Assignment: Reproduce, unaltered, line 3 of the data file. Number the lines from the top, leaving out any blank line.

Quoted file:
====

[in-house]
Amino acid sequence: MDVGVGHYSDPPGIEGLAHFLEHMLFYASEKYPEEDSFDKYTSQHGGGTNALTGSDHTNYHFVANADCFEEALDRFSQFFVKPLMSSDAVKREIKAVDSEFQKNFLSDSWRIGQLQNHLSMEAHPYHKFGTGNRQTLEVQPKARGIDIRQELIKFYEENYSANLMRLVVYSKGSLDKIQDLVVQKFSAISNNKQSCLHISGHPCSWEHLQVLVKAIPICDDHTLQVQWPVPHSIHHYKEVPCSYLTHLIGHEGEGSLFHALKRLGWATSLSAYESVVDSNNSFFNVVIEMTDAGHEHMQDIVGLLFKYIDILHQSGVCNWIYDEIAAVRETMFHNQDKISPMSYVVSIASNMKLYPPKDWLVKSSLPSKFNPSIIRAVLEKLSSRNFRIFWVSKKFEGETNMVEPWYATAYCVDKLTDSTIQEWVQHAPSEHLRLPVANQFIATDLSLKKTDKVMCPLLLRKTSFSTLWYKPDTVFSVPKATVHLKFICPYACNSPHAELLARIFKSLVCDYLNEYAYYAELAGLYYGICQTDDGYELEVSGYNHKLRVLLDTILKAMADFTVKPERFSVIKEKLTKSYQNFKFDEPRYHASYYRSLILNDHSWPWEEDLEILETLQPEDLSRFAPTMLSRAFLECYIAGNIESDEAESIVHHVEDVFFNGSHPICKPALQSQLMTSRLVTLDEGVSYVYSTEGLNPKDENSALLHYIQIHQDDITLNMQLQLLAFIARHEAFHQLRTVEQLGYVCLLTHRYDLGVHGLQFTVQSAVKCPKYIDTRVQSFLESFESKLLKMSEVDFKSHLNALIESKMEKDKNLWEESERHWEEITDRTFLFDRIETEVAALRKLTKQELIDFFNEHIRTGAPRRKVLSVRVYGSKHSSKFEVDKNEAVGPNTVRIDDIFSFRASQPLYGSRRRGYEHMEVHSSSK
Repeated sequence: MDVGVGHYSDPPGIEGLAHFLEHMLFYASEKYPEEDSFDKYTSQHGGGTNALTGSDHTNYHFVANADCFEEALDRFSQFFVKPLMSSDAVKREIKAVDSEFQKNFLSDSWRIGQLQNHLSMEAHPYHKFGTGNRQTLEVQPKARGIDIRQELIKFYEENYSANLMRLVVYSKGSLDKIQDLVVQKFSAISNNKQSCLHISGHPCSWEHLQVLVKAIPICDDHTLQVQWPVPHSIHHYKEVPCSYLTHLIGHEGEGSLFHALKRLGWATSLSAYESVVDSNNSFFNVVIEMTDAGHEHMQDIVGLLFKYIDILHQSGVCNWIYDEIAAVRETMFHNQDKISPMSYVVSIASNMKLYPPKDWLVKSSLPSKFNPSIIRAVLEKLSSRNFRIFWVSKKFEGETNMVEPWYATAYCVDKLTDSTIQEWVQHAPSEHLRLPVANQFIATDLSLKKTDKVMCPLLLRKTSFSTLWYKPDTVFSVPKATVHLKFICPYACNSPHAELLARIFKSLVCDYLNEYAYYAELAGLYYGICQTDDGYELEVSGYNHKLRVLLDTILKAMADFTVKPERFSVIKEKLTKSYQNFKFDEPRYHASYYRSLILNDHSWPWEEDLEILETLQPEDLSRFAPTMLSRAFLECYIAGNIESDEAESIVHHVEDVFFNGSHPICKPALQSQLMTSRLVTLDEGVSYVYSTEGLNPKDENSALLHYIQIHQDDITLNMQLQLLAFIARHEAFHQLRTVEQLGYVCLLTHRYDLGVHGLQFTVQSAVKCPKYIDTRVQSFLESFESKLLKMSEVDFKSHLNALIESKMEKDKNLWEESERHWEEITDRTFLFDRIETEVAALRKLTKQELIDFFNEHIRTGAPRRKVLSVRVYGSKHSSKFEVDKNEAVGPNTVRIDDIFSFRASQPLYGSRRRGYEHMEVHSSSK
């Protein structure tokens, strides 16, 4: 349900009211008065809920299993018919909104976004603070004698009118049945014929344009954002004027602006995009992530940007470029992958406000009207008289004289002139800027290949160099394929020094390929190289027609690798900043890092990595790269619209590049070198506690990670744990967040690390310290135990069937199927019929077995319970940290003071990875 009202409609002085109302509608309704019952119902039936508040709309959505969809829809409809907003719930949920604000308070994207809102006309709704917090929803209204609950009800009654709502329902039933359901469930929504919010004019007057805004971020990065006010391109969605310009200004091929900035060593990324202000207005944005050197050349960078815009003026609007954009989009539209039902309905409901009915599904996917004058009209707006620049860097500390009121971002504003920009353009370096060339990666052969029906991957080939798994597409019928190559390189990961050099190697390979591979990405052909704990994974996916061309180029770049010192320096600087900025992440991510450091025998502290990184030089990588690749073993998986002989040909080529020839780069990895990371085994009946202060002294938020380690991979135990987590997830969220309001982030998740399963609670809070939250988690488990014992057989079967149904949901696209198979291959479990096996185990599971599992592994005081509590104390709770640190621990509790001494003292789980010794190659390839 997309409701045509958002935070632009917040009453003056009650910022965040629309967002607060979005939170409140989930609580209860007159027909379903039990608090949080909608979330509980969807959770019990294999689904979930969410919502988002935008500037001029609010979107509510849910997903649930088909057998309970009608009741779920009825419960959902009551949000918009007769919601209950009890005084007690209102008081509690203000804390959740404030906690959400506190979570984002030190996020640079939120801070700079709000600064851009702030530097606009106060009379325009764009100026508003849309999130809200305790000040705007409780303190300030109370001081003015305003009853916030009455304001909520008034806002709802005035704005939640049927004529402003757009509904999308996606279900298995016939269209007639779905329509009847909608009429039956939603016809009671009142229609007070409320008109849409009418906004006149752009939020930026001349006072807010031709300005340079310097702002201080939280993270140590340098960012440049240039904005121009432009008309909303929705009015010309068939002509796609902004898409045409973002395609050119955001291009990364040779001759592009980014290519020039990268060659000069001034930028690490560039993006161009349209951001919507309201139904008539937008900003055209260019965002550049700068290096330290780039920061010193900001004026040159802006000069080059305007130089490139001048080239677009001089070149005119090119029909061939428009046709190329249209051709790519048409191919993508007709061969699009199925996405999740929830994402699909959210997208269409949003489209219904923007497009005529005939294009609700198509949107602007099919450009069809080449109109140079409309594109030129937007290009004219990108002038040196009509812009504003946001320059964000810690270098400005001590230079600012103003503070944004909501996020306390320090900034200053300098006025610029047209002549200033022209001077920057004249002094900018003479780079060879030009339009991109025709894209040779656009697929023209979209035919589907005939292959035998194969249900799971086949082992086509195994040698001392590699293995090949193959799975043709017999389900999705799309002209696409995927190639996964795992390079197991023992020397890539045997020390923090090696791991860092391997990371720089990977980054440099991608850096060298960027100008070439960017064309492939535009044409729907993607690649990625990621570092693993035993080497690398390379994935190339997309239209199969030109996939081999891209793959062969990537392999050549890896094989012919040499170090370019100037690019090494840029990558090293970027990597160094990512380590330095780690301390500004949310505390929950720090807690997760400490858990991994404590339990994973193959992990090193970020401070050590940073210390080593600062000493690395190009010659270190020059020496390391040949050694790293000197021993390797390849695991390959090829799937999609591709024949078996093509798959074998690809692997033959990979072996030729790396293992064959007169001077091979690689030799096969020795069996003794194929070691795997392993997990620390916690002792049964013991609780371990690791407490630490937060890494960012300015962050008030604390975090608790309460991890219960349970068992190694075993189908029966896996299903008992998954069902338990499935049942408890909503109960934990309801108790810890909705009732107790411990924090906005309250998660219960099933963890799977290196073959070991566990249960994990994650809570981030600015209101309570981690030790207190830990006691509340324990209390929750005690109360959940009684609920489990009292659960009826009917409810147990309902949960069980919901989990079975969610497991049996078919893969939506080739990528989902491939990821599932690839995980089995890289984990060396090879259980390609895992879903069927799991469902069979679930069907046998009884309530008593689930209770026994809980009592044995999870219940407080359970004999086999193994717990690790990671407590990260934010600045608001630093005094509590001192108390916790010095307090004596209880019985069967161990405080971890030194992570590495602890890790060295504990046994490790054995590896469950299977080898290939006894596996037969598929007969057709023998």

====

Repeated sequence: MDVGVGHYSDPPGIEGLAHFLEHMLFYASEKYPEEDSFDKYTSQHGGGTNALTGSDHTNYHFVANADCFEEALDRFSQFFVKPLMSSDAVKREIKAVDSEFQKNFLSDSWRIGQLQNHLSMEAHPYHKFGTGNRQTLEVQPKARGIDIRQELIKFYEENYSANLMRLVVYSKGSLDKIQDLVVQKFSAISNNKQSCLHISGHPCSWEHLQVLVKAIPICDDHTLQVQWPVPHSIHHYKEVPCSYLTHLIGHEGEGSLFHALKRLGWATSLSAYESVVDSNNSFFNVVIEMTDAGHEHMQDIVGLLFKYIDILHQSGVCNWIYDEIAAVRETMFHNQDKISPMSYVVSIASNMKLYPPKDWLVKSSLPSKFNPSIIRAVLEKLSSRNFRIFWVSKKFEGETNMVEPWYATAYCVDKLTDSTIQEWVQHAPSEHLRLPVANQFIATDLSLKKTDKVMCPLLLRKTSFSTLWYKPDTVFSVPKATVHLKFICPYACNSPHAELLARIFKSLVCDYLNEYAYYAELAGLYYGICQTDDGYELEVSGYNHKLRVLLDTILKAMADFTVKPERFSVIKEKLTKSYQNFKFDEPRYHASYYRSLILNDHSWPWEEDLEILETLQPEDLSRFAPTMLSRAFLECYIAGNIESDEAESIVHHVEDVFFNGSHPICKPALQSQLMTSRLVTLDEGVSYVYSTEGLNPKDENSALLHYIQIHQDDITLNMQLQLLAFIARHEAFHQLRTVEQLGYVCLLTHRYDLGVHGLQFTVQSAVKCPKYIDTRVQSFLESFESKLLKMSEVDFKSHLNALIESKMEKDKNLWEESERHWEEITDRTFLFDRIETEVAALRKLTKQELIDFFNEHIRTGAPRRKVLSVRVYGSKHSSKFEVDKNEAVGPNTVRIDDIFSFRASQPLYGSRRRGYEHMEVHSSSK